The Mind’s Eye – What does yours see?

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Try an experiment with me. What do you see in your mind when I say, “create an image of an exotic bird with a colorful beak resting on a tree branch in the rainforest”?

Did you see this?

Or something else entirely?

We asked 9 designers, all of varying skill-sets, this same question.

We did and yet we did not know what to expect. This was an experiment, and like your average scientists, we had a question and a hypothesis we were out to prove.

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Our Main Question
Was it possible to create a reflection of an image seen in one’s mind to another’s hand?

Other questions we had were:

  • Did it matter how talented or skilled the designer was?
  • Could we get what we wanted while using a nominal amount of words?
  • Could it be communicated effectively no matter the designer’s personal aesthetic taste?

Our Hypothesis
We believed it wouldn’t take a novel to effectively communicate the image to our designers — we believed that only using vivid and sensory provoking words would accomplish our goal. As far as colors we presented all that we saw, but kept it topical. i.e. the word “Blue” was used, instead of “Pantone 185”.

And the results…


Isn’t it funny how everyone basically drew an image of a Toucan? Though we never said the word “Toucan” once in our description, did we?

We were expecting similarities in the submissions, but were blown away by this one.

Words like “exotic” and “colorful” resonated with the designer’s sensory perception. And describing the environment clearly as a “rainforest” gave the designers a united vivid image.

But we didn’t stop there.

So, we did pretty well explaining the first image we showed you above. But what would happen if we weren’t so good at explaining what we saw in our mind? What if we used vague, broad language that didn’t really guide the designers down the right path or paint a clear picture?

Try another experiment with me. What do you see when I say, “Two beautiful birds hanging out together” ?

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And as for color, use CopyPress brand colors (just look around this blog post) but also add other colors to make the image really “pop”.

Did you see this?

After all aren’t the two birds above beautiful? Don’t the colors just “pop” out at you? Can you see how the CopyPress blue is there in the bird’s wings? And they seem pretty chill — they’re just your average birds hanging out together. Right?

And the results…

The results are all over the place. You have all varying sizes, shapes, and colors of birds. They are in  all different kinds of settings and attitudes. Some are flying, some are on wires, some are in the forest, some in the city, and some are even bathing! One image is even two different birds entirely.

But all of these birds are beautiful. Yes?

And all of these birds “pop” don’t they?

All of these birds also work with a varying shade of that CopyPress blue?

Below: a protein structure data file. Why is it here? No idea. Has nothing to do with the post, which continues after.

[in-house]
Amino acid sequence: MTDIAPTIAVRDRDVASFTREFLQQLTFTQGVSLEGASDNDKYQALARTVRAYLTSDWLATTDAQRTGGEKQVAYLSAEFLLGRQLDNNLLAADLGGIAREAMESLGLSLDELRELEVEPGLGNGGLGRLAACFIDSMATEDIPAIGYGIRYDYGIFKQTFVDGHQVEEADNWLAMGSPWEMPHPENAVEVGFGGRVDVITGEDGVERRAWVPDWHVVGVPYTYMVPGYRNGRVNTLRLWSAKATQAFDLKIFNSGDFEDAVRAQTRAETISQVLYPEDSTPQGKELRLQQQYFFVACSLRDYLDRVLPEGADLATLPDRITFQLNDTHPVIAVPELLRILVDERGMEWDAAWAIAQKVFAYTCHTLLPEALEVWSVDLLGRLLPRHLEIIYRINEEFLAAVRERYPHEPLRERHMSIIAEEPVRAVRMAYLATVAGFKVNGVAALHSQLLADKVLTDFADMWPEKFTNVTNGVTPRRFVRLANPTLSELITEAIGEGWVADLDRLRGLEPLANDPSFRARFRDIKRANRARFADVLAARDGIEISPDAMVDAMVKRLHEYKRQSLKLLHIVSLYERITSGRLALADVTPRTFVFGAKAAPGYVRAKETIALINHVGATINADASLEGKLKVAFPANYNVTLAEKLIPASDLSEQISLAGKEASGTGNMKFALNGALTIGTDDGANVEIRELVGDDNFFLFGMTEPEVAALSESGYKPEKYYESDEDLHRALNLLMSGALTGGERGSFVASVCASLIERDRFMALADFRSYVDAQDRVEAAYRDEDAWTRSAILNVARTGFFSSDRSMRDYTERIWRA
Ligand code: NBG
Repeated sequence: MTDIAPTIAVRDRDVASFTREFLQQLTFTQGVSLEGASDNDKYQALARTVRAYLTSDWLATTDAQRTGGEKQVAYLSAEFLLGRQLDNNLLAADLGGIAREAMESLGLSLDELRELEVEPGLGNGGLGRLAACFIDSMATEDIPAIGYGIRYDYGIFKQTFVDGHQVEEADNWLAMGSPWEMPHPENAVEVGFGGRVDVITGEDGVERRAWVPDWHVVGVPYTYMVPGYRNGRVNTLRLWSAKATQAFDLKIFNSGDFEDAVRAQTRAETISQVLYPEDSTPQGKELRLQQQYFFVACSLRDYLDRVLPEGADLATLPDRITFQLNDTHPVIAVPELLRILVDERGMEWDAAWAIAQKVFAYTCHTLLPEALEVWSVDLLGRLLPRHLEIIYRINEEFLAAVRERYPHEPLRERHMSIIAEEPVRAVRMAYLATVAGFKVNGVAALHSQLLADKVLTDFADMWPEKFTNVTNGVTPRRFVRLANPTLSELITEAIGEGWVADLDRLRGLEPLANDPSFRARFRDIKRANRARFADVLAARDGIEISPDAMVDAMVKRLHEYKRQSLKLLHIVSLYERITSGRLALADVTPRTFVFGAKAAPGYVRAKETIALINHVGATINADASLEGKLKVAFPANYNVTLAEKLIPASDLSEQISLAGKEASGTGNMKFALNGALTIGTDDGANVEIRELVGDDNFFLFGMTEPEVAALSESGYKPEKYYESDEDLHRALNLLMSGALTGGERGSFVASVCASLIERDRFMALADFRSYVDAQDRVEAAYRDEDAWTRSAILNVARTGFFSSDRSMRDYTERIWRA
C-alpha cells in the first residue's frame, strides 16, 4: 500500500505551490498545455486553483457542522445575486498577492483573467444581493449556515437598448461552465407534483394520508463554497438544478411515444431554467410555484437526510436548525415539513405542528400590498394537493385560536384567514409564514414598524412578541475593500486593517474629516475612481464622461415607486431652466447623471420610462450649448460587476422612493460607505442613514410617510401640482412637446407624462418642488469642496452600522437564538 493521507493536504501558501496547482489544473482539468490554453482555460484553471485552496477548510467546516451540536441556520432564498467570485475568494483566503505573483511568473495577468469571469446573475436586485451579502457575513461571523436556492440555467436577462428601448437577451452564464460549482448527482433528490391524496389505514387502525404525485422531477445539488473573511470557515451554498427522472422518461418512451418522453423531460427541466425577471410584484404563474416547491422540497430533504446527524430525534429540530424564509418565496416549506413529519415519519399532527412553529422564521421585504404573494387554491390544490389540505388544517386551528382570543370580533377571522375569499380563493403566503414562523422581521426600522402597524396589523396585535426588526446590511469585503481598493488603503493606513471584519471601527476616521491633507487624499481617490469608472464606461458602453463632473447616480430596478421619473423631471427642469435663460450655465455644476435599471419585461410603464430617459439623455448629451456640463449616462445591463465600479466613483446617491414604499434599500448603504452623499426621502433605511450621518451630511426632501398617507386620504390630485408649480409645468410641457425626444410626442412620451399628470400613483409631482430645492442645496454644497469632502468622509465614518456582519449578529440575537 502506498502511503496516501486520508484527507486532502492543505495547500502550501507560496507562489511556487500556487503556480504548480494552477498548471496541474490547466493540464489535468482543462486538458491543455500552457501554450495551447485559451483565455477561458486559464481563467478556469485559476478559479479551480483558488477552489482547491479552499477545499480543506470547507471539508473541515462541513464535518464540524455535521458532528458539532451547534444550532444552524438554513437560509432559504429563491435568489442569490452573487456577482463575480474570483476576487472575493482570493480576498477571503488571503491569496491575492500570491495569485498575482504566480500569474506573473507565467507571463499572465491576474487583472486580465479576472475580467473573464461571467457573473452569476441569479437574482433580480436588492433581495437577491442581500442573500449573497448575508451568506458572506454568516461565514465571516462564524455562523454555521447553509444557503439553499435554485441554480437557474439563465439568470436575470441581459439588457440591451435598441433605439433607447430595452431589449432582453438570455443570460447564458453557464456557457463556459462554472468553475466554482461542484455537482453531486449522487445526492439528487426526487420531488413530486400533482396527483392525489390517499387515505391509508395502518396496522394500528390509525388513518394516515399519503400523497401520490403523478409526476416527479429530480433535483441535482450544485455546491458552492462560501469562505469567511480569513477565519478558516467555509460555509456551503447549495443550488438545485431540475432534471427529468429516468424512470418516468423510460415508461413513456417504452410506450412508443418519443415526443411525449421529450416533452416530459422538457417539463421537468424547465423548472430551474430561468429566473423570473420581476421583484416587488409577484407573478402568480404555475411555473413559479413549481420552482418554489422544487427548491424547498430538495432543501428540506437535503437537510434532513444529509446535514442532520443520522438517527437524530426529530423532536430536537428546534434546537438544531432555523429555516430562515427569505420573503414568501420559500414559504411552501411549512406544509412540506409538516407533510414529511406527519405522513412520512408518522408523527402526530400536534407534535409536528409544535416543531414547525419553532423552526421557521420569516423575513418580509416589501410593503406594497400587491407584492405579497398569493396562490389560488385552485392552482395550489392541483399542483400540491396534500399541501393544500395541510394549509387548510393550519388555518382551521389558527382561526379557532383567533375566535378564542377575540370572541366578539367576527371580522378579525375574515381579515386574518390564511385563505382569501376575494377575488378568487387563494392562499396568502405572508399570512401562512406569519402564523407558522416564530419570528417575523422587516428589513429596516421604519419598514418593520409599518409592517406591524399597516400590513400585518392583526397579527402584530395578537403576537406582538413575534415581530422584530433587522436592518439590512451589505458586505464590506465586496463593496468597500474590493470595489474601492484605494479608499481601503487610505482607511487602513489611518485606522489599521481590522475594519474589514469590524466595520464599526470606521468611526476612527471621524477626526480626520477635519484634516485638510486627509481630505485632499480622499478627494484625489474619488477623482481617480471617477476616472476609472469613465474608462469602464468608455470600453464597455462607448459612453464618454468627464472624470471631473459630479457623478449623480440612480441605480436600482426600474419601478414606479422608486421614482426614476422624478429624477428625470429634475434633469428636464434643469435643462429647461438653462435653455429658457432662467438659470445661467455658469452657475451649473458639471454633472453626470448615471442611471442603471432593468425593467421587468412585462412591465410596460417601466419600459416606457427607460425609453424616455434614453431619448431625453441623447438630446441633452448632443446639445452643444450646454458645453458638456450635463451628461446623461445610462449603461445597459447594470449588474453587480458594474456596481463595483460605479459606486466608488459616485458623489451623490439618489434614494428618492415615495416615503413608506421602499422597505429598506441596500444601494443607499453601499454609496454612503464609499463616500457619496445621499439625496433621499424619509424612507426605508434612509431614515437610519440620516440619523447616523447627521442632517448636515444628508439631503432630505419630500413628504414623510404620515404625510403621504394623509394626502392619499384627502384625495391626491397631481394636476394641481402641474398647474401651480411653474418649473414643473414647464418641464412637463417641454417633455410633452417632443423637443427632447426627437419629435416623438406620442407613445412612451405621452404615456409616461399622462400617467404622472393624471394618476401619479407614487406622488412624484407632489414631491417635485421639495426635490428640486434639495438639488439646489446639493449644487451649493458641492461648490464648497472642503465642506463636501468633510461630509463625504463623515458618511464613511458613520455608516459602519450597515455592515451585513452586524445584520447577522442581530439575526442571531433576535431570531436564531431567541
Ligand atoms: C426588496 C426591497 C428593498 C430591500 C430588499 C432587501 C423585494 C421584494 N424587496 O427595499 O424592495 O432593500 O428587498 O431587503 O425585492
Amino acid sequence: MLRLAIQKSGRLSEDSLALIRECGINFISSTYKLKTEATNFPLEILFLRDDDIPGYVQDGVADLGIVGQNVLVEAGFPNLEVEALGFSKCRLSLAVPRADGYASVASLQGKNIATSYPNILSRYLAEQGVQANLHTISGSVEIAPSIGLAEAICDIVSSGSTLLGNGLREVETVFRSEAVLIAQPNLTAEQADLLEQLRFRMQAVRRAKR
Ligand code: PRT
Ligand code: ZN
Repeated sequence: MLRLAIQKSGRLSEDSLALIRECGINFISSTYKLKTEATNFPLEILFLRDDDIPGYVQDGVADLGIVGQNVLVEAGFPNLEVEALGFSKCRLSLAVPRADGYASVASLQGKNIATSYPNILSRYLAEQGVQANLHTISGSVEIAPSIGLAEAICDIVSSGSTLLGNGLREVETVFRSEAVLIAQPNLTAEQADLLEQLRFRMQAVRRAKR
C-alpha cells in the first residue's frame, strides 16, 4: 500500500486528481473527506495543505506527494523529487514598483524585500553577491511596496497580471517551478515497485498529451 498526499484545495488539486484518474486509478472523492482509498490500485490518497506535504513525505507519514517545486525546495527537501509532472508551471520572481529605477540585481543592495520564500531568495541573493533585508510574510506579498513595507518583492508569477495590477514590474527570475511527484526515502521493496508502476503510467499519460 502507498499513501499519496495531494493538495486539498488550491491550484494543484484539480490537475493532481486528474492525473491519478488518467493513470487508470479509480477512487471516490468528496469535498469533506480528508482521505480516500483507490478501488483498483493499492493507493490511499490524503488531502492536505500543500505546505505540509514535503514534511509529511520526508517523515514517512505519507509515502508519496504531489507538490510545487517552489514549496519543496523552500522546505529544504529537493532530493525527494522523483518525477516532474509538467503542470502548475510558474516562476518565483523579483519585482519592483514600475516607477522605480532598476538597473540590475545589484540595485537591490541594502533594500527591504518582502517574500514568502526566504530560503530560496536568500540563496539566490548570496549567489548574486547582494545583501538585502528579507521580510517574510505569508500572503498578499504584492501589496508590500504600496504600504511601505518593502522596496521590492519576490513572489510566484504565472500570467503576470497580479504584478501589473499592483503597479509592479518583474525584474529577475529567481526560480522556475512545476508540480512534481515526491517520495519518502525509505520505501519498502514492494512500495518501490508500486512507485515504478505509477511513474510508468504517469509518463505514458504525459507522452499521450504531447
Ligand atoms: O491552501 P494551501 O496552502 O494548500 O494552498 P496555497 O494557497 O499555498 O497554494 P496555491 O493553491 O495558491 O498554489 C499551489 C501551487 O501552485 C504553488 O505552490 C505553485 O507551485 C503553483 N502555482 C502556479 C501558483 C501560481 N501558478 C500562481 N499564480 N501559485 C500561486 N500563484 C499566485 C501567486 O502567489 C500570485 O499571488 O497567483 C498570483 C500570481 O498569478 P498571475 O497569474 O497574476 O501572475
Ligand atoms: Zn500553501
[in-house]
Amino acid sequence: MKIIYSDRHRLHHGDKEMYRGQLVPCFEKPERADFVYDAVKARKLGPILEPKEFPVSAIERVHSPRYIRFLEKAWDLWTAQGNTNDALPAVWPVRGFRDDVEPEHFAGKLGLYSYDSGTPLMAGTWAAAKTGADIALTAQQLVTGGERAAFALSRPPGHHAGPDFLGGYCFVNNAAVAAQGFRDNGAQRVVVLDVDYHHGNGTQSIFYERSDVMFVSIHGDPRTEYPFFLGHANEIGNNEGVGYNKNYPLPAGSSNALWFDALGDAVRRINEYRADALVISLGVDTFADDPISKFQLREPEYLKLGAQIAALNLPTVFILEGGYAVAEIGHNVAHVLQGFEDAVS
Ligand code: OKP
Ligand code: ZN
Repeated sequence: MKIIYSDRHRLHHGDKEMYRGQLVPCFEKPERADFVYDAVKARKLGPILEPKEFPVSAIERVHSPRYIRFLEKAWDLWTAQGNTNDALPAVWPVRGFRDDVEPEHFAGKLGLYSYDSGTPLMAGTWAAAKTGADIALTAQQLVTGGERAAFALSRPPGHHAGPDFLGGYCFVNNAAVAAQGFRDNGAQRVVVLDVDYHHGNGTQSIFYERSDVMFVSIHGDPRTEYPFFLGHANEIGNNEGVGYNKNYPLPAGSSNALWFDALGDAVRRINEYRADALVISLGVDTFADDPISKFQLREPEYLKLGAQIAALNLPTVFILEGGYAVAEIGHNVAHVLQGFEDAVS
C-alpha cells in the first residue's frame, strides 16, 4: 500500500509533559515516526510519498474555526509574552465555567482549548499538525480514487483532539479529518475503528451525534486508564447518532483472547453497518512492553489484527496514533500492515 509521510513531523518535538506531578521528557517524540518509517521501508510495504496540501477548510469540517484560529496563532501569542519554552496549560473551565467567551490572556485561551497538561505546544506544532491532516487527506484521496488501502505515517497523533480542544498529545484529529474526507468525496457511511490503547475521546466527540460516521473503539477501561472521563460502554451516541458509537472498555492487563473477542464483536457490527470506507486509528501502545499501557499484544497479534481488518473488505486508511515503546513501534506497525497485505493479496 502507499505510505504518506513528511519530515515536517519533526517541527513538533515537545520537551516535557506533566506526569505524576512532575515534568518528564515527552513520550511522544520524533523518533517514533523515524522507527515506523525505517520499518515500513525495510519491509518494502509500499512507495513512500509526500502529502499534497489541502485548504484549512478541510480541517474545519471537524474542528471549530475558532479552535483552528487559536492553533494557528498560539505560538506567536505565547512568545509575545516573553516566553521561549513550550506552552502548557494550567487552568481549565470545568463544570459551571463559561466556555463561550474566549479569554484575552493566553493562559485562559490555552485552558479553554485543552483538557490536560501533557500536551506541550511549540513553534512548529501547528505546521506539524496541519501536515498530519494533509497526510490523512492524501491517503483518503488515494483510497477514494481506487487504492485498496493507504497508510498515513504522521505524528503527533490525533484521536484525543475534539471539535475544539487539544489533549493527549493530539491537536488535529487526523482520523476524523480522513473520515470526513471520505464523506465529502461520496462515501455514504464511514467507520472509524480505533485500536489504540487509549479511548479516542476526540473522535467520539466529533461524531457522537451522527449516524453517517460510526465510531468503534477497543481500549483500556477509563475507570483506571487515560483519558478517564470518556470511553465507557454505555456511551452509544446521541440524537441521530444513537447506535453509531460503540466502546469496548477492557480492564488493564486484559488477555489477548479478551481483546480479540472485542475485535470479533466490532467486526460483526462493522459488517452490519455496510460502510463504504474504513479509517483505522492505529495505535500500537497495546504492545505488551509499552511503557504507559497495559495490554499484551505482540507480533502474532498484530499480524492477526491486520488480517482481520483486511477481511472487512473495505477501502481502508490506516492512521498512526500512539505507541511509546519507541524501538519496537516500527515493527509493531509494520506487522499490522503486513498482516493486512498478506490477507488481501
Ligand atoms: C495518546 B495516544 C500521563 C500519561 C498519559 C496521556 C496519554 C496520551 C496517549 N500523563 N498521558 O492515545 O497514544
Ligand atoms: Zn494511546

I think that’s a resonating yes.

So our question was answered.

We could create a reflection of our image in the mind of a designer. And we didn’t have to write a novel to do it. Neither did it matter how talented or skilled the designer was nor did it matter the designer’s personal aesthetic taste. The image of the toucan was accurately represented in each designer’s submission.

But there was also this underlying point my colleagues and I saw throughout this experiment.

And that was the beauty of artistic difference and interpretation.

While you may say one toucan looks better than another toucan or is more accurate/correct–you only have to turn to your neighbor to find that they may disagree. Artistic interpretation is one of the most diverse, widely misunderstood and argued enigmas that exists today. You cannot call the last artist’s toucan not as much a toucan as the first. You cannot say the first artist’s birds are not as beautiful as the last artist’s birds without argue.

It’s something really important to keep in mind while working with artists. There will always be someone’s aesthetic you prefer, admire, or just plain like better than another’s. It’s not to say one is more talented or better than another–though I’m not saying this case doesn’t exist–but there is a much more basic concept beneath it all. It sometimes is as simple as finding someone who can express the world artistically as your own mind sees, experiences, or feels it.

Now isn’t that some food for thought?

I encourage you all to go work on those vivid, sensory provoking descriptions. I even encourage you to try this experiment with your friends or as an exercise at work with your colleagues! The results are bound to entertain.

Special thanks to the designers who helped us out with this experiment!

  • Danilo Montero
  • Bill Kelly
  • Ignacio Macri
  • Ignacio Arias
  • Josh Kunzler
  • Anna Young
  • Lindsay Thompson
  • Aleksander Savic
  • Santosh Kushwaha

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